In 23 years of research, the Jamestown Rediscovery team has found the lost James Fort and the lost 1608 church within the fort, and now the team has recovered the identities of the four Jamestown leaders buried within that church.
When the footprint of the 1608 church was excavated in 2011, archaeologists found four graves in a 24-foot by 12-foot space at the east end of the church. This was the church’s chancel–a space in the Anglican Church commonly reserved during services for the clergy, government officials, and the altar table. The chancel also was a space where individuals of high status would be buried. These four graves were dug sometime between January of 1608, when the church was constructed, and 1617, when it fell into disrepair and was re-sited a few dozen yards to the northeast.
The church site was refilled to keep the area safe for visitors, but in November 2013 the Jamestown Rediscovery archaeologists returned to the four graves to see if they could discover who was in each one. Excavating them was important because the preservation environment was poor and would only continue to deteriorate due to rising sea levels, which threaten much of Jamestown Island. It was also a way to honor the leaders whose resting place had been forgotten. (With no sense of where the original fort was, in 1938 workers dug a trench through the chancel area to place an electrical line to service a water pump for the Dale House near the seawall; the trench damaged one of the four graves.)
Working with forensic anthropologists from the Smithsonian’s National Museum of Natural History, the team meticulously recorded the burials to ensure the information observed in the field could be reconstructed and used by future researchers. Archaeologists used a laser transit integrated with an electronic distance measuring unit (EDM) to accurately record positions of the graves, coffin remains, artifacts, and bones. Once the skeletal remains in all four graves were exposed, the Jamestown Rediscovery team and Smithsonian’s X 3D unit collected millions of points with a laser scanner and hundreds of photographs of the site. These were compiled to create an interactive 3D model of the chancel graves.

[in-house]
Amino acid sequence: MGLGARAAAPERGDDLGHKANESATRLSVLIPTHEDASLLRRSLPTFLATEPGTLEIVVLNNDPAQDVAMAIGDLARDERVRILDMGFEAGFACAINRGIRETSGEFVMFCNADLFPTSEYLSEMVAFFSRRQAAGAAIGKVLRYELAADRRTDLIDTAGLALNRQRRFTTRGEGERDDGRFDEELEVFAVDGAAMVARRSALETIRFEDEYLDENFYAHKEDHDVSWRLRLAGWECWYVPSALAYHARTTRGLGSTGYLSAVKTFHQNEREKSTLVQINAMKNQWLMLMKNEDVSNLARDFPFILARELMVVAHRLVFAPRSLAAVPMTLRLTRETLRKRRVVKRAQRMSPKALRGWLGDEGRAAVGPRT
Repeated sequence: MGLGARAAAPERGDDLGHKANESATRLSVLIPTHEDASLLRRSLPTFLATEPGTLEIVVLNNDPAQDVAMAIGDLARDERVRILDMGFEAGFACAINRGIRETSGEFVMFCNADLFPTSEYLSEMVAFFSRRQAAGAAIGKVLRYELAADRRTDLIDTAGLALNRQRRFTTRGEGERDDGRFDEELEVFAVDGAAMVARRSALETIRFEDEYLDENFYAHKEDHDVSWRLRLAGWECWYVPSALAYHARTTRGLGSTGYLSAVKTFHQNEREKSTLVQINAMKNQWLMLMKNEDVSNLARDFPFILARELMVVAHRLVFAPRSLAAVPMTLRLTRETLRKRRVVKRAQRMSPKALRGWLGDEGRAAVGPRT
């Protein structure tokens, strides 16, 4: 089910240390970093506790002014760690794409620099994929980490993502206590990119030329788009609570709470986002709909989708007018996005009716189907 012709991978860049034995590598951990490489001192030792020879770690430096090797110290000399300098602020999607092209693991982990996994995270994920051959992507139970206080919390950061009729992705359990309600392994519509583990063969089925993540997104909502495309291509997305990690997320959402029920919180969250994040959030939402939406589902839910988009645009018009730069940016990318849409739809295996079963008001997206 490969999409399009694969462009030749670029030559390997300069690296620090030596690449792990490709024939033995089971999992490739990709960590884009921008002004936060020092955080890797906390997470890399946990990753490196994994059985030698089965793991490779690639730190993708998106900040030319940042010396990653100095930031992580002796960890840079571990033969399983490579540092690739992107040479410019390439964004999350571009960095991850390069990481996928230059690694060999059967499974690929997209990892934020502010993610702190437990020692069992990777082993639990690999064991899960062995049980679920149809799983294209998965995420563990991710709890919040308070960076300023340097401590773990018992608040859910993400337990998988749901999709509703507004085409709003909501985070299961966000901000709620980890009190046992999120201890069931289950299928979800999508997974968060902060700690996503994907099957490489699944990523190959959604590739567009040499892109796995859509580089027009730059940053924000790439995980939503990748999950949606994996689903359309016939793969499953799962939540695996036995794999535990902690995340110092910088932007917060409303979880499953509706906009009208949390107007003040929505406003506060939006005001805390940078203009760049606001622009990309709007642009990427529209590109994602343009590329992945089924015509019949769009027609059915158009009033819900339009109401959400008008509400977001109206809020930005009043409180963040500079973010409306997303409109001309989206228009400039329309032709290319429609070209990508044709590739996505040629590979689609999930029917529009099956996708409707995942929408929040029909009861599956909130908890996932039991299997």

Examination of the remains of the four individuals showed that three were buried in coffins and one in a shroud. The wood of the coffins had decayed, but nail patterns indicate two coffins were anthropomorphic (human-shaped) in form. This unique construction would have required a skilled cabinetmaker. One of these individual also had remnants of silver threads from a garment worn at the time of burial. Another grave had a piece of what could be a captain’s leading staff (similar to the one found on top of the burial of Captain Bartholomew Gosnold) and a silver box that has religious significance.
Investigators compiled the clues from the bones and burials and then looked at supporting evidence. Historical sources note that five prominent men died during the years when the church was in use. These men ranged in age from the early 20s to the late 40s. Each might have been a man in these graves. Firsthand accounts of the deaths of four of these men best fit the evidence from the graves and human remains in the chancel of Jamestown’s early church. They are:
- The Reverend Robert Hunt was the first Anglican (Church of England) minister at Jamestown. He arrived with the first settlers and was responsible for providing religious services to the men as well as for preaching to local Indian peoples.
- Captain Gabriel Archer, a vociferous critic and rival of Captain John Smith, was one of the most important of the early leaders, involved in much of the in-fighting that characterized the colony’s first few years. Resting on top of Archer’s coffin, the team discovered a small, silver box, which was found to contain shards of bone and a tiny lead ampulla that would have held holy water, oil, or even blood. The presence of the reliquary, a sacred object normally (but not exclusively) associated with Catholicism may suggest Archer was a secret Catholic. Alternatively, it is possible the object had significant meaning in the founding of the established church, the Church of England, in the New World.
- Sir Ferdinando Wainman was a kinsman of the governor, Lord De La Warr, and a high ranking officer who was appointed master of ordnance (artillery) and placed in charge of the colony’s horse troops.
- Captain William West was also a relative of Lord De La Warr and was killed in fighting against elite Indian warriors in the fall or winter 1610.